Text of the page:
Original Article
Copyright ©2013 Baishideng Publishing Group Co., Limited. All rights reserved.
World J Gastroenterol. Nov 21, 2013; 19(43): 7671-7679
Published online Nov 21, 2013. doi: 10.3748/wjg.v19.i43.7671
Efficacy of switching to telbivudine plus adefovir in suboptimal responders to lamivudine plus adefovir
Hana Park, Jun Yong Park, Seung Up Kim, Do Young Kim, Kwang-Hyub Han, Chae Yoon Chon, Sang Hoon Ahn
Hana Park, Department of Internal Medicine, CHA Bundang Medical Center, CHA University, Seongnam-si 463-712, South Korea
Hana Park, Department of Internal Medicine, Yonsei University College of Medicine, Seoul 120-752, South Korea
Jun Yong Park, Seung Up Kim, Do Young Kim, Chae Yoon Chon, Department of Internal Medicine, Yonsei University College of Medicine, Seoul 120-752, South Korea
Jun Yong Park, Seung Up Kim, Do Young Kim, Chae Yoon Chon, Institute of Gastroenterology, Yonsei University College of Medicine, Liver Cirrhosis Clinical Research Center, Seoul 120-752, South Korea
Kwang-Hyub Han, Sang Hoon Ahn, Department of Internal Medicine, Yonsei University College of Medicine, Seoul 120-752, South Korea
Kwang-Hyub Han, Sang Hoon Ahn, Institute of Gastroenterology, Yonsei University College of Medicine, Seoul 120-752, South Korea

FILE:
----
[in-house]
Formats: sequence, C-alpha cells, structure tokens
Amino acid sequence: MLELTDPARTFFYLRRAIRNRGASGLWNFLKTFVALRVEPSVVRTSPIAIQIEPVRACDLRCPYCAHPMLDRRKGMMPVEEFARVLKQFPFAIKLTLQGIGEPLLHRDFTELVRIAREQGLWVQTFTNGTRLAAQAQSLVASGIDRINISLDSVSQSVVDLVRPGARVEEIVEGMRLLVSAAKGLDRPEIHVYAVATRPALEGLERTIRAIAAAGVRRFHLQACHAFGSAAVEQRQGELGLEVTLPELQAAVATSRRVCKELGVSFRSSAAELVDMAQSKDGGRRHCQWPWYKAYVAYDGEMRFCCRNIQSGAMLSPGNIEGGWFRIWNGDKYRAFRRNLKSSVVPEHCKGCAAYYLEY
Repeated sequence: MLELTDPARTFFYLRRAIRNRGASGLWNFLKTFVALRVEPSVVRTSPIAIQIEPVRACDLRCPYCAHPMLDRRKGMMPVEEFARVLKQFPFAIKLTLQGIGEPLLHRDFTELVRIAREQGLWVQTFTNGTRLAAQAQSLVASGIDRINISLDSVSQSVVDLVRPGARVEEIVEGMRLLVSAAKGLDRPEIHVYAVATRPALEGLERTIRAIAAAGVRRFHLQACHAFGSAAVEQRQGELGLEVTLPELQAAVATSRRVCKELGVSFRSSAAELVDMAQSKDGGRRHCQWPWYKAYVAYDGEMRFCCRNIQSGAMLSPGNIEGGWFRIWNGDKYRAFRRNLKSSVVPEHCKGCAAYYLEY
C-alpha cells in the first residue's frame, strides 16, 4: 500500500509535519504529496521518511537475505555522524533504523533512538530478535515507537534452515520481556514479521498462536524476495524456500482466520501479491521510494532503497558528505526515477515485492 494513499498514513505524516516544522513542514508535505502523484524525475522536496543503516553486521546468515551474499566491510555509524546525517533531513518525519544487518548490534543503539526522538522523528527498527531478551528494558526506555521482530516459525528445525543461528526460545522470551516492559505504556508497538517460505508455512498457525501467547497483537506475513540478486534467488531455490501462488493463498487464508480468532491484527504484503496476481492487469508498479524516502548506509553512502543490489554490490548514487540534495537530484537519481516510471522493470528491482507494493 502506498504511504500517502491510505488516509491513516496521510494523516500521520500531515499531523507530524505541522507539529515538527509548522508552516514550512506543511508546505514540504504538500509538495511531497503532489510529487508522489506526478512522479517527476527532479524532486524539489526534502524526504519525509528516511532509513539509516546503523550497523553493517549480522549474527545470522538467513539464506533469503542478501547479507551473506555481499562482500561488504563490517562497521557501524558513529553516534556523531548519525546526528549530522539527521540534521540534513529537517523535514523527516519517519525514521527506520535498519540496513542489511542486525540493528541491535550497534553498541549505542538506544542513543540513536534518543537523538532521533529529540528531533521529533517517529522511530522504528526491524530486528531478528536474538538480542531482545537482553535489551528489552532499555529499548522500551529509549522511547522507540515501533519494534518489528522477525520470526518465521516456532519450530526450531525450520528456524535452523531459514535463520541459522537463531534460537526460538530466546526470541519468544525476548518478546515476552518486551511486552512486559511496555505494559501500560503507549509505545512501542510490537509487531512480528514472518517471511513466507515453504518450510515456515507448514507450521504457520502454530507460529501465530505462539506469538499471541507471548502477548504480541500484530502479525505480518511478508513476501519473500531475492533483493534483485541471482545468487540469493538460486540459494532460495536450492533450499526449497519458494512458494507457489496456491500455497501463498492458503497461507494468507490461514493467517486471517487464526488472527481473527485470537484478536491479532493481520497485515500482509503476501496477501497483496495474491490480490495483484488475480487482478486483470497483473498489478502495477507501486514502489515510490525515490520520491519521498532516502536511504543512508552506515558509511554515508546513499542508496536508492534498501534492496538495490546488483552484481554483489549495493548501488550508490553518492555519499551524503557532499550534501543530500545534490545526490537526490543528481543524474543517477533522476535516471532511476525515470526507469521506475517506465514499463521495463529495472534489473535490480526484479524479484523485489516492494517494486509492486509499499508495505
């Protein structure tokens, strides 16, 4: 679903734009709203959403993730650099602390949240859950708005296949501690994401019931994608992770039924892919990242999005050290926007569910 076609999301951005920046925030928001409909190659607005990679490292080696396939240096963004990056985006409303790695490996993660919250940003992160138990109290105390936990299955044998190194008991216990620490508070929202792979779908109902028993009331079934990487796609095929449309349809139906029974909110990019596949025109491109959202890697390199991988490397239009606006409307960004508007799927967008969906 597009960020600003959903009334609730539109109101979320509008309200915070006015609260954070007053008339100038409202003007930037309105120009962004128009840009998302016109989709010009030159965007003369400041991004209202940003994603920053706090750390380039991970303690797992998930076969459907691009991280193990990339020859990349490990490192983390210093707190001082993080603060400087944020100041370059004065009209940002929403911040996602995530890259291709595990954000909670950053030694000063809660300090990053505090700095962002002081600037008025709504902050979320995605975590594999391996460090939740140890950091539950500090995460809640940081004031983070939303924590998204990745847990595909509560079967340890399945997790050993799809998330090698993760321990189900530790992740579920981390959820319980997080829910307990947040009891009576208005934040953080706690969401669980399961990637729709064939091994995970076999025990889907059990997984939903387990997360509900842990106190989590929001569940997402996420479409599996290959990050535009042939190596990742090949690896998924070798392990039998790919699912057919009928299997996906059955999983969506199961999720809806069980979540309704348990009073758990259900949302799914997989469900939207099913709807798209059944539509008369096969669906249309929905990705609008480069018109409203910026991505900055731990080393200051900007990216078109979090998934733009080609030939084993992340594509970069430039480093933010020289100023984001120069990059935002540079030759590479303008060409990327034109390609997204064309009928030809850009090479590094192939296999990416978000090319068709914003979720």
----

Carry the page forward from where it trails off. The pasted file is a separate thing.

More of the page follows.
Kwang-Hyub Han, Sang Hoon Ahn, Liver Cirrhosis Clinical Research Center, Seoul 120-752, South Korea
Kwang-Hyub Han, Sang Hoon Ahn, Brain Korea 21 Project for Medical Science, Seoul 120-752, South Korea
Author contributions: Park H, Park JY and Ahn SH designed the research/study; Park H analyzed the data; Park H and Ahn SH performed the study; and Kim SU, Kim DY, Han KH, Chon CY and Ahn SH collected the data; Park JY reviewed the data of study population; Park H wrote the paper.
Supported by The Liver Cirrhosis Clinical Research Center, a grant from the Korea Healthcare Technology R and D project, Ministry of Health and Welfare, South Korea, No. HI10C2020; and a grant to the Bilateral International Collaborative R and D Program from the Ministry of Trade, Industry and Energy, South Korea